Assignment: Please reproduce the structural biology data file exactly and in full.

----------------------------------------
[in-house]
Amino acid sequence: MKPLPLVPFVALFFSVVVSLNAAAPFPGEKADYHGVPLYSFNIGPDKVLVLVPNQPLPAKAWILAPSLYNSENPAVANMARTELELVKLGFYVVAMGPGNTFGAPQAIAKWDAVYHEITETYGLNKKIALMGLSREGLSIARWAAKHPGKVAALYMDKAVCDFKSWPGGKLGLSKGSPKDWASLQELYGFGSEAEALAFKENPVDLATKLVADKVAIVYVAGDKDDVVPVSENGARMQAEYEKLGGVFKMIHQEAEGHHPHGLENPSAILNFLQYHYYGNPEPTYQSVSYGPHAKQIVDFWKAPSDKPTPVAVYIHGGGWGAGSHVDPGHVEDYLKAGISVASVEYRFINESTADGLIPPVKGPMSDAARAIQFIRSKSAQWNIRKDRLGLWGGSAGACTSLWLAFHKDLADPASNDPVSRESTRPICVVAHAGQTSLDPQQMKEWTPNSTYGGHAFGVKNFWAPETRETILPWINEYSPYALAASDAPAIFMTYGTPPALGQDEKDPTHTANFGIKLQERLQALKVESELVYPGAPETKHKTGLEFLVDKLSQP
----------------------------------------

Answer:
[in-house]
Amino acid sequence: MKPLPLVPFVALFFSVVVSLNAAAPFPGEKADYHGVPLYSFNIGPDKVLVLVPNQPLPAKAWILAPSLYNSENPAVANMARTELELVKLGFYVVAMGPGNTFGAPQAIAKWDAVYHEITETYGLNKKIALMGLSREGLSIARWAAKHPGKVAALYMDKAVCDFKSWPGGKLGLSKGSPKDWASLQELYGFGSEAEALAFKENPVDLATKLVADKVAIVYVAGDKDDVVPVSENGARMQAEYEKLGGVFKMIHQEAEGHHPHGLENPSAILNFLQYHYYGNPEPTYQSVSYGPHAKQIVDFWKAPSDKPTPVAVYIHGGGWGAGSHVDPGHVEDYLKAGISVASVEYRFINESTADGLIPPVKGPMSDAARAIQFIRSKSAQWNIRKDRLGLWGGSAGACTSLWLAFHKDLADPASNDPVSRESTRPICVVAHAGQTSLDPQQMKEWTPNSTYGGHAFGVKNFWAPETRETILPWINEYSPYALAASDAPAIFMTYGTPPALGQDEKDPTHTANFGIKLQERLQALKVESELVYPGAPETKHKTGLEFLVDKLSQP